Digital television could become a reality for South Africans as early as April next year, with an ambitious implementation plan so far on track. And, while television viewers will have to buy new set-top boxes (STBs) to access the 20 promised free-to-view channels, the cost of these will be maintained at R700.00 or less.
In 2007, cabinet approved the switchover of the country's television network to the digital terrestrial network, with the digital signal having switched on last November and the analogue signal due to be switched off in November 2011.
Yesterday, Minister of Communication Gen Siphiwe Nyanda stressed that there has been no change in that plan and, as far as cabinet is concerned, the full implementation of digital television is still set for November 2011.
However, spokesmen from the Digital Dzonga Advisory Council, which was launched yesterday to oversee the digital migration, hinted that – while major metropoles would receive the digital signal by the deadline – it may take until 2015 for a full roll-out to all areas of the country to take place.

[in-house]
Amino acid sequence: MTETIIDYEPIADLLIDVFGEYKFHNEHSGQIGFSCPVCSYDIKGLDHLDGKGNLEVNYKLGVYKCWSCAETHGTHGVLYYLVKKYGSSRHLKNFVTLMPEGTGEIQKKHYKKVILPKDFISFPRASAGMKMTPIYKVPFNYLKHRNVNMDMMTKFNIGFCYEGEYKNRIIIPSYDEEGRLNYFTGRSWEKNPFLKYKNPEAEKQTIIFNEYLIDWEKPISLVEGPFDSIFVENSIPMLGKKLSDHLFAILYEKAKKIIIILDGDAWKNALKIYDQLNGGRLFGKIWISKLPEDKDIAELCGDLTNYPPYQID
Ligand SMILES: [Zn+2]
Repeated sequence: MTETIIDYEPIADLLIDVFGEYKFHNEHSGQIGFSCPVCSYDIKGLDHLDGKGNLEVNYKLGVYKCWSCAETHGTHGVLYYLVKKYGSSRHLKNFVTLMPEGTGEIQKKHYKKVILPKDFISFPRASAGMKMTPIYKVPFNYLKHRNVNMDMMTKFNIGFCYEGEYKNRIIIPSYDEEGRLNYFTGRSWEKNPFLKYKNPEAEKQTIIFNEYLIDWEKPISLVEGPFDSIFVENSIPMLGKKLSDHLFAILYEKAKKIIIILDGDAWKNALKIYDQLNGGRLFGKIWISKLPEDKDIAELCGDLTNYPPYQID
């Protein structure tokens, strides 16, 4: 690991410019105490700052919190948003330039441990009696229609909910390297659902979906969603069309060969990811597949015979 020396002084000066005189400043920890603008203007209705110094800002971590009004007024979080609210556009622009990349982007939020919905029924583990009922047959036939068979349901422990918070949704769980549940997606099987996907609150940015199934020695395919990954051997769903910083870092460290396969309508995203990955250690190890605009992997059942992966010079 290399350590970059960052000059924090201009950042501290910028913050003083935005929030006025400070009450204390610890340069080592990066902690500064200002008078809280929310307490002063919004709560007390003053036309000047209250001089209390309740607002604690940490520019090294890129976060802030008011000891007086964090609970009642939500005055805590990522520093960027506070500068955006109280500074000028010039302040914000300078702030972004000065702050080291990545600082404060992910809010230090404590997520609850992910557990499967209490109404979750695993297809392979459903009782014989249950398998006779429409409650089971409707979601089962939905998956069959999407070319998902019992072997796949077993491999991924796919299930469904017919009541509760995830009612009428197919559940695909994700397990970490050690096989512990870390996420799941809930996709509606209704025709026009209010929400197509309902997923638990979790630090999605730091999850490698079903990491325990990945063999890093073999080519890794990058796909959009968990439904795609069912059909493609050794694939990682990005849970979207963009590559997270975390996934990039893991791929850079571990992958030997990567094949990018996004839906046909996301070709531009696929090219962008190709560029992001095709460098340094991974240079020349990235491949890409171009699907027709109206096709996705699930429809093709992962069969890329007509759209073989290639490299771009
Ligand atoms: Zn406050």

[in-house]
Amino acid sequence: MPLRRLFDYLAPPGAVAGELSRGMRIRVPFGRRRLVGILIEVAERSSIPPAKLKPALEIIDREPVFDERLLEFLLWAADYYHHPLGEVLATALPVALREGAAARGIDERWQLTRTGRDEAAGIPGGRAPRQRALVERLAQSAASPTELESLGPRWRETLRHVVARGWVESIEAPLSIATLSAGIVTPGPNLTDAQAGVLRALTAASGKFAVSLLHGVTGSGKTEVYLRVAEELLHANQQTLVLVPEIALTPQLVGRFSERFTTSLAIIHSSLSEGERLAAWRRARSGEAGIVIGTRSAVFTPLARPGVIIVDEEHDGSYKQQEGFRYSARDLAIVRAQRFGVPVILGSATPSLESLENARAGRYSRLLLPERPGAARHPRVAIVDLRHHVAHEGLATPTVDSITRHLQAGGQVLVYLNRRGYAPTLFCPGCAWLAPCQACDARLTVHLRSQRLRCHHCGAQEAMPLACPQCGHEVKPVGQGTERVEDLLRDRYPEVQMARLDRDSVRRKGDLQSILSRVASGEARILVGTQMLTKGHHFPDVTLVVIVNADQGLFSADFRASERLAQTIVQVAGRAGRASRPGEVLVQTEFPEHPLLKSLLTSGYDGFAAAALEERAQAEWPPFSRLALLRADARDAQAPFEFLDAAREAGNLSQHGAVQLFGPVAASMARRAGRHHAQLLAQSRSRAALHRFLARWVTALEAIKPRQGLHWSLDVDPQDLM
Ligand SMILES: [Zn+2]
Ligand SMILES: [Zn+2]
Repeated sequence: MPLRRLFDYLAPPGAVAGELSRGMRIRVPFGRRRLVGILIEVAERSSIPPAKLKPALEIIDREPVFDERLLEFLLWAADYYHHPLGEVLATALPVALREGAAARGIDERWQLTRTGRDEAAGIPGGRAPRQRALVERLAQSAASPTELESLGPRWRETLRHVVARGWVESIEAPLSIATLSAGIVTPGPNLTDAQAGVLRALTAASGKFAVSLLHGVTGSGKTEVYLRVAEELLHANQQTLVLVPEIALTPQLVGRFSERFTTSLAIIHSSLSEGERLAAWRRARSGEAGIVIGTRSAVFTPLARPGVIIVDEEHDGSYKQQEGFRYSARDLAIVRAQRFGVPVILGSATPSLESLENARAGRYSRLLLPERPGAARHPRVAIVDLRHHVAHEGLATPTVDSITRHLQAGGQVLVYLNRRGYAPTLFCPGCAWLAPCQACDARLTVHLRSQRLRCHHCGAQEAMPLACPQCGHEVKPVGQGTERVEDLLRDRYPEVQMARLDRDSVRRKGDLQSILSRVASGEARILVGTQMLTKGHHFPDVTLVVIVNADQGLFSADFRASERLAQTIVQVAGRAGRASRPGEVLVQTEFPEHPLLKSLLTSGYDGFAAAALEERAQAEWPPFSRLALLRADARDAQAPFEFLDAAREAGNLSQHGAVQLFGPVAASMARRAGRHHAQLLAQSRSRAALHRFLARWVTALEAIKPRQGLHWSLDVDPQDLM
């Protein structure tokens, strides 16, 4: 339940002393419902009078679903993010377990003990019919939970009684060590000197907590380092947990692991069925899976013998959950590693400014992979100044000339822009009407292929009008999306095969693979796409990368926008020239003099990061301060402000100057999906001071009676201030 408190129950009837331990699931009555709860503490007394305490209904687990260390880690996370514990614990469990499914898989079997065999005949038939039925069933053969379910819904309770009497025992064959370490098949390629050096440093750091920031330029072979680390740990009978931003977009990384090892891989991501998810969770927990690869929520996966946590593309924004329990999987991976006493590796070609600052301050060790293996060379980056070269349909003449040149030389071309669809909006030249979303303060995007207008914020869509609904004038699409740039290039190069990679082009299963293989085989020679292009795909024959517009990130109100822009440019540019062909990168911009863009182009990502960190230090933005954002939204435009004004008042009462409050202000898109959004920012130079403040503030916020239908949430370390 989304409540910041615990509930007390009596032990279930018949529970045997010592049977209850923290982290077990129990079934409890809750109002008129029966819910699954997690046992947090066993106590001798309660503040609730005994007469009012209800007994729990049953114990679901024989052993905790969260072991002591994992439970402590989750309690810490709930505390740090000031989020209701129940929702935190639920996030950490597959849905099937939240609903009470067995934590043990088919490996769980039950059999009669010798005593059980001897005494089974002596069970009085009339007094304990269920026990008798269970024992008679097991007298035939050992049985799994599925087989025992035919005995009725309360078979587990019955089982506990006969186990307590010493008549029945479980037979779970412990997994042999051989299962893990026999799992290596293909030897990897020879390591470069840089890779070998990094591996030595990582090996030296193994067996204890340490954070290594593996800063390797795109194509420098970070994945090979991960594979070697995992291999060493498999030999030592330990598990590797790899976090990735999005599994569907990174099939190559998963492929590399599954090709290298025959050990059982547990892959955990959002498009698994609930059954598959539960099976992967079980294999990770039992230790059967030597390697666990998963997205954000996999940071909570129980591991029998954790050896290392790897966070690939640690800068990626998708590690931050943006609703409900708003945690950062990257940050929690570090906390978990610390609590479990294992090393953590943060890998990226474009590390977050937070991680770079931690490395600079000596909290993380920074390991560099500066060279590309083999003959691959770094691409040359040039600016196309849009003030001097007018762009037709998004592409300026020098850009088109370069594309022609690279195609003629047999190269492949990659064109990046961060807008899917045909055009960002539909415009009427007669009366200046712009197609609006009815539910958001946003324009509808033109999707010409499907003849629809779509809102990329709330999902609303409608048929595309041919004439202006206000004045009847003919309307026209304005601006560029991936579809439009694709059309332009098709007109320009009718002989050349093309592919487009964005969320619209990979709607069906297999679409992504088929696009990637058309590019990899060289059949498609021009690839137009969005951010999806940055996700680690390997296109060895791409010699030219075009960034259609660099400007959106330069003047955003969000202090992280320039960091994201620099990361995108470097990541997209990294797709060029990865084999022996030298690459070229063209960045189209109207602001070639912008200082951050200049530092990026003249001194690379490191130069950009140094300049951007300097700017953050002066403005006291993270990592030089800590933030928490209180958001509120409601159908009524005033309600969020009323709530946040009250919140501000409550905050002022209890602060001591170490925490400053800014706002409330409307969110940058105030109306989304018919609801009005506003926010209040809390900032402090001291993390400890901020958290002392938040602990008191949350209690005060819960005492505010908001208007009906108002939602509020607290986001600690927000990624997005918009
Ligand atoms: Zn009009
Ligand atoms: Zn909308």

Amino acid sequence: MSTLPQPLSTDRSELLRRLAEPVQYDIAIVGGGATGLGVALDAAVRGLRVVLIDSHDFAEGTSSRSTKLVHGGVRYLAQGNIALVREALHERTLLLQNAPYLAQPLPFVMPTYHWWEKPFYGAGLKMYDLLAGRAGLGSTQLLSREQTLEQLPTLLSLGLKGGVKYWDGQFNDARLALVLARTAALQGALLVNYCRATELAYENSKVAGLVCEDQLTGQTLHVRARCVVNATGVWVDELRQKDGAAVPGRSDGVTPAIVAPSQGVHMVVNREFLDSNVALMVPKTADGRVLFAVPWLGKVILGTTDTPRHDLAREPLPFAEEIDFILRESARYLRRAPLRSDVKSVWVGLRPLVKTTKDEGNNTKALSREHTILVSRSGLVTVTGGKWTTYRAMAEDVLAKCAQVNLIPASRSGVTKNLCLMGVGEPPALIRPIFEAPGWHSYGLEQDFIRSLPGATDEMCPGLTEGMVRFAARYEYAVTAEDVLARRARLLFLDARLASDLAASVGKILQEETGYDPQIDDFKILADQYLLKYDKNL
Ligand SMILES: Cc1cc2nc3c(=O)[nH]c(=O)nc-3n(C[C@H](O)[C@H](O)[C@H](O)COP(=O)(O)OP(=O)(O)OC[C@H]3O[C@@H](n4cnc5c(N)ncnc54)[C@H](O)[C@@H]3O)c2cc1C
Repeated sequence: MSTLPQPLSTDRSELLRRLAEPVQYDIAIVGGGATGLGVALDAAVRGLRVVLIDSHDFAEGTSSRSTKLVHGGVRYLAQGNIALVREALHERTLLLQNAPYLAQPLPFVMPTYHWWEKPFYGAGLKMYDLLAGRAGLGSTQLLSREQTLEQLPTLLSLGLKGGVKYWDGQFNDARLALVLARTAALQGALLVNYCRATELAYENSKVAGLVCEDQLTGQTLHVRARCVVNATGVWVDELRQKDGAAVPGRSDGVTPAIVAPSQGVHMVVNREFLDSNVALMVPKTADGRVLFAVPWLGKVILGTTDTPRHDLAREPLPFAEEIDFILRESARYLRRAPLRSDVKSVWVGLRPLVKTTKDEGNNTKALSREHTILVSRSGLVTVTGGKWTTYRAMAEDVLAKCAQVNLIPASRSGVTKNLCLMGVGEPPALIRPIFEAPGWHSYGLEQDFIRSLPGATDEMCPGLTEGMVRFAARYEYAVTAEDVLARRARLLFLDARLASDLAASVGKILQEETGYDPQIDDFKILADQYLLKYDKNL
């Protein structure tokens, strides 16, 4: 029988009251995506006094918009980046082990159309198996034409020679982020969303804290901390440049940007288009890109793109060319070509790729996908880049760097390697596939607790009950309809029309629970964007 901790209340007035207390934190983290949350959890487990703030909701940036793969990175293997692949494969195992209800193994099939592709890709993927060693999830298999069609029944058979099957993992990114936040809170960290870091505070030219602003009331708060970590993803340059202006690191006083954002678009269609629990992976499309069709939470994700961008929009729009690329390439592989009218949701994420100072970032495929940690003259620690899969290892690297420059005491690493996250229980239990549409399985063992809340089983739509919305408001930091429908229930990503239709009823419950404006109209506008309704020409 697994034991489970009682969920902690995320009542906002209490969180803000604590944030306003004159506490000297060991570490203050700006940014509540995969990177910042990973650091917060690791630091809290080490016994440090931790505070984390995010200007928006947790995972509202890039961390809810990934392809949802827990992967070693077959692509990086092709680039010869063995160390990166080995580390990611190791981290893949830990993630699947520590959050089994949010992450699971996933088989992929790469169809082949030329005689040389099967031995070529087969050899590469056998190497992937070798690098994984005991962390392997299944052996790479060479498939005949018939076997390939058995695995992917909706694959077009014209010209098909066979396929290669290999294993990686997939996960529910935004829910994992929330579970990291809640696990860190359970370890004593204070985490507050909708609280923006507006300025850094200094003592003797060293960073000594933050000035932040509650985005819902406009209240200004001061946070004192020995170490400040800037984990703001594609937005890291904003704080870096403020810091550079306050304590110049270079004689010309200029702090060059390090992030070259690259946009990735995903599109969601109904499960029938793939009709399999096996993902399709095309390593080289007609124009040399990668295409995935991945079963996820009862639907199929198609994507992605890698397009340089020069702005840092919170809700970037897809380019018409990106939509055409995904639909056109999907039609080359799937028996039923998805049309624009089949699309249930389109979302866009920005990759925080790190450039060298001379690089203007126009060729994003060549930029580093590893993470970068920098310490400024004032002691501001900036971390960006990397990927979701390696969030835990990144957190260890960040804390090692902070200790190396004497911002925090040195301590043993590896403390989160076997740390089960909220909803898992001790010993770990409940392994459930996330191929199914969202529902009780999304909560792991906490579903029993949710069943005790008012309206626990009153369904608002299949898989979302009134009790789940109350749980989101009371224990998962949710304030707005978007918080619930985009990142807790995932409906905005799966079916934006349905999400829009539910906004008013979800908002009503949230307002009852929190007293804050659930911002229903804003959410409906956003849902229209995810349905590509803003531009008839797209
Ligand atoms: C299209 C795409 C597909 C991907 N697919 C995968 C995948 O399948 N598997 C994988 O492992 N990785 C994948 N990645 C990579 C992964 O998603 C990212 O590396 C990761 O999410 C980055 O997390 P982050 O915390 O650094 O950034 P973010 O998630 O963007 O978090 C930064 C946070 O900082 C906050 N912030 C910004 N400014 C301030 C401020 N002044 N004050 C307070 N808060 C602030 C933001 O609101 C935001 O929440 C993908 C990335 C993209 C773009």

The so-called dual illumination period, which started when the digital signal first went live in November 2008, is being funded by government.
One of the main functions of the Digital Dzonga Advisory Council, apart from ensuring that all stakeholders stay on track during the digital implementation, is to inform and educate consumers on what digital television is and how they can access it.
One of the common misconceptions that the council laid to rest yesterday is that only new, high-definition television sets will be able receive the digital signal.
On the contrary, all televisions, old or new, will have to be connected to the network via a new set-top box, which will cost about R700.00 to buy.
Once connected, however, televisions will be able to receive an expanded number of free-toview channels as well as a number of electronic services including some e-government content.
Poor households will qualify for a subsidy on buying their set-top boxes – and all of the television households buying the new device will have to produce a television licence.